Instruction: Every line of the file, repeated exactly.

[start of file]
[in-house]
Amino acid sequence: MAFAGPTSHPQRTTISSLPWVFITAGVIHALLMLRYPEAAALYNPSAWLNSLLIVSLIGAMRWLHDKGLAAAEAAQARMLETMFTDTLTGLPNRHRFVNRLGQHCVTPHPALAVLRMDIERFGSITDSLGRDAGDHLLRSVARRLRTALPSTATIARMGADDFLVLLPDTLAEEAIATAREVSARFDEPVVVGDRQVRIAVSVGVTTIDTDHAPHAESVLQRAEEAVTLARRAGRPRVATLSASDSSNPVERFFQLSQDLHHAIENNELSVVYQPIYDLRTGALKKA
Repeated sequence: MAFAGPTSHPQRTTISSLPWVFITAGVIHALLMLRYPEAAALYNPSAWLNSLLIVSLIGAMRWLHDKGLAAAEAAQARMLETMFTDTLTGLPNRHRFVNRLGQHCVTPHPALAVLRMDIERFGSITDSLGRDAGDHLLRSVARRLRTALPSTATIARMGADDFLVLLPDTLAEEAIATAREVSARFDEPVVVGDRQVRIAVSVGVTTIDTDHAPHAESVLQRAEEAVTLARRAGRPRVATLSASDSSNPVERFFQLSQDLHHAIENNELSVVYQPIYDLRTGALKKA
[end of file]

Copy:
[in-house]
Amino acid sequence: MAFAGPTSHPQRTTISSLPWVFITAGVIHALLMLRYPEAAALYNPSAWLNSLLIVSLIGAMRWLHDKGLAAAEAAQARMLETMFTDTLTGLPNRHRFVNRLGQHCVTPHPALAVLRMDIERFGSITDSLGRDAGDHLLRSVARRLRTALPSTATIARMGADDFLVLLPDTLAEEAIATAREVSARFDEPVVVGDRQVRIAVSVGVTTIDTDHAPHAESVLQRAEEAVTLARRAGRPRVATLSASDSSNPVERFFQLSQDLHHAIENNELSVVYQPIYDLRTGALKKA
Repeated sequence: MAFAGPTSHPQRTTISSLPWVFITAGVIHALLMLRYPEAAALYNPSAWLNSLLIVSLIGAMRWLHDKGLAAAEAAQARMLETMFTDTLTGLPNRHRFVNRLGQHCVTPHPALAVLRMDIERFGSITDSLGRDAGDHLLRSVARRLRTALPSTATIARMGADDFLVLLPDTLAEEAIATAREVSARFDEPVVVGDRQVRIAVSVGVTTIDTDHAPHAESVLQRAEEAVTLARRAGRPRVATLSASDSSNPVERFFQLSQDLHHAIENNELSVVYQPIYDLRTGALKKA